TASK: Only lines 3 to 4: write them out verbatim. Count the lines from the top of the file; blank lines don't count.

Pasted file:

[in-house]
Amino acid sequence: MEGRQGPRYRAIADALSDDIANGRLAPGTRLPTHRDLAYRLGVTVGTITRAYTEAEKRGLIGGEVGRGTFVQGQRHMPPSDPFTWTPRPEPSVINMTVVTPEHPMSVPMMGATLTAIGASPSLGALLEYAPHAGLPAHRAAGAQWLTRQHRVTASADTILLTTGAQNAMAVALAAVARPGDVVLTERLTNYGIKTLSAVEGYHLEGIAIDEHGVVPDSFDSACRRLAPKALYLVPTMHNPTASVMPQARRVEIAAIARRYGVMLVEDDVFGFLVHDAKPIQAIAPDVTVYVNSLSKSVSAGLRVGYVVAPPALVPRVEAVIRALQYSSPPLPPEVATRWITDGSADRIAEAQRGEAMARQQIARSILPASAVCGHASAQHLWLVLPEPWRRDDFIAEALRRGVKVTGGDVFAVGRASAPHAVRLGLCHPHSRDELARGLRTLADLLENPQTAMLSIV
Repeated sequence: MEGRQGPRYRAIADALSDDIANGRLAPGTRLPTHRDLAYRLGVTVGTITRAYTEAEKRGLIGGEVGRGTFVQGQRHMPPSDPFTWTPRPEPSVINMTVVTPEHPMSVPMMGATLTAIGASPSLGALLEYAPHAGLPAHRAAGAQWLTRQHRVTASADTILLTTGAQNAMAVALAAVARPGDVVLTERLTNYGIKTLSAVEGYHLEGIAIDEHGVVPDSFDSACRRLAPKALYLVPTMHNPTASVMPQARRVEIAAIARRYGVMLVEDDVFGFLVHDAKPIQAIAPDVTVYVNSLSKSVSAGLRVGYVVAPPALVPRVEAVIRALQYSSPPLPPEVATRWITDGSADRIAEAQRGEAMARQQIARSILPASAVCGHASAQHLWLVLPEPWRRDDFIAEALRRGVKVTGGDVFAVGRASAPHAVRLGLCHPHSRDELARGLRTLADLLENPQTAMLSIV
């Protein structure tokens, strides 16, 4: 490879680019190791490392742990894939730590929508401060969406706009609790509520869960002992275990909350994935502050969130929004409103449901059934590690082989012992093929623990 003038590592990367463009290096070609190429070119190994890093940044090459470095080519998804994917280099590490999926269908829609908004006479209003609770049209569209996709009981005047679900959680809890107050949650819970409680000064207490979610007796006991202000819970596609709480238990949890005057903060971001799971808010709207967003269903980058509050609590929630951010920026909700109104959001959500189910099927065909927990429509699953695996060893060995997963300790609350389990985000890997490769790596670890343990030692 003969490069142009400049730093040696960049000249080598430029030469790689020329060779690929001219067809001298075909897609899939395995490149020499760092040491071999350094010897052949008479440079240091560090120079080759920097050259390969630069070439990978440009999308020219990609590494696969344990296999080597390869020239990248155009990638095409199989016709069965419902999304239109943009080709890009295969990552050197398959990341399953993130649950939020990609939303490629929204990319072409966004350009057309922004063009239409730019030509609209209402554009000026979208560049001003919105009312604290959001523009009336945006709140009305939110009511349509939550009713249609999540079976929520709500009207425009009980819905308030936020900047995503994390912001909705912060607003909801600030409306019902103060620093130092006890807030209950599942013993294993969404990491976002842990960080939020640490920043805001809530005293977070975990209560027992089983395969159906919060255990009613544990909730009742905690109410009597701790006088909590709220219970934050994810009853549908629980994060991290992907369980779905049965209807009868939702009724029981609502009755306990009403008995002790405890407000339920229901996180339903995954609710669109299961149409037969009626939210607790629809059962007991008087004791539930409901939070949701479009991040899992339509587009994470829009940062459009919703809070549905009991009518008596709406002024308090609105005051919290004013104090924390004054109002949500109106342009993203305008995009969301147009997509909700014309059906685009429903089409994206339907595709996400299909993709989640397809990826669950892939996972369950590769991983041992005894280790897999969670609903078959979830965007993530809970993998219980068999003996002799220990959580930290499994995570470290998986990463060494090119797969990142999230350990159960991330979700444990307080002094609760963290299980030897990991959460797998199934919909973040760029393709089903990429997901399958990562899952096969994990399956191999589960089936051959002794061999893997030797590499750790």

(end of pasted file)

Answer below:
Repeated sequence: MEGRQGPRYRAIADALSDDIANGRLAPGTRLPTHRDLAYRLGVTVGTITRAYTEAEKRGLIGGEVGRGTFVQGQRHMPPSDPFTWTPRPEPSVINMTVVTPEHPMSVPMMGATLTAIGASPSLGALLEYAPHAGLPAHRAAGAQWLTRQHRVTASADTILLTTGAQNAMAVALAAVARPGDVVLTERLTNYGIKTLSAVEGYHLEGIAIDEHGVVPDSFDSACRRLAPKALYLVPTMHNPTASVMPQARRVEIAAIARRYGVMLVEDDVFGFLVHDAKPIQAIAPDVTVYVNSLSKSVSAGLRVGYVVAPPALVPRVEAVIRALQYSSPPLPPEVATRWITDGSADRIAEAQRGEAMARQQIARSILPASAVCGHASAQHLWLVLPEPWRRDDFIAEALRRGVKVTGGDVFAVGRASAPHAVRLGLCHPHSRDELARGLRTLADLLENPQTAMLSIV
């Protein structure tokens, strides 16, 4: 490879680019190791490392742990894939730590929508401060969406706009609790509520869960002992275990909350994935502050969130929004409103449901059934590690082989012992093929623990 003038590592990367463009290096070609190429070119190994890093940044090459470095080519998804994917280099590490999926269908829609908004006479209003609770049209569209996709009981005047679900959680809890107050949650819970409680000064207490979610007796006991202000819970596609709480238990949890005057903060971001799971808010709207967003269903980058509050609590929630951010920026909700109104959001959500189910099927065909927990429509699953695996060893060995997963300790609350389990985000890997490769790596670890343990030692 003969490069142009400049730093040696960049000249080598430029030469790689020329060779690929001219067809001298075909897609899939395995490149020499760092040491071999350094010897052949008479440079240091560090120079080759920097050259390969630069070439990978440009999308020219990609590494696969344990296999080597390869020239990248155009990638095409199989016709069965419902999304239109943009080709890009295969990552050197398959990341399953993130649950939020990609939303490629929204990319072409966004350009057309922004063009239409730019030509609209209402554009000026979208560049001003919105009312604290959001523009009336945006709140009305939110009511349509939550009713249609999540079976929520709500009207425009009980819905308030936020900047995503994390912001909705912060607003909801600030409306019902103060620093130092006890807030209950599942013993294993969404990491976002842990960080939020640490920043805001809530005293977070975990209560027992089983395969159906919060255990009613544990909730009742905690109410009597701790006088909590709220219970934050994810009853549908629980994060991290992907369980779905049965209807009868939702009724029981609502009755306990009403008995002790405890407000339920229901996180339903995954609710669109299961149409037969009626939210607790629809059962007991008087004791539930409901939070949701479009991040899992339509587009994470829009940062459009919703809070549905009991009518008596709406002024308090609105005051919290004013104090924390004054109002949500109106342009993203305008995009969301147009997509909700014309059906685009429903089409994206339907595709996400299909993709989640397809990826669950892939996972369950590769991983041992005894280790897999969670609903078959979830965007993530809970993998219980068999003996002799220990959580930290499994995570470290998986990463060494090119797969990142999230350990159960991330979700444990307080002094609760963290299980030897990991959460797998199934919909973040760029393709089903990429997901399958990562899952096969994990399956191999589960089936051959002794061999893997030797590499750790």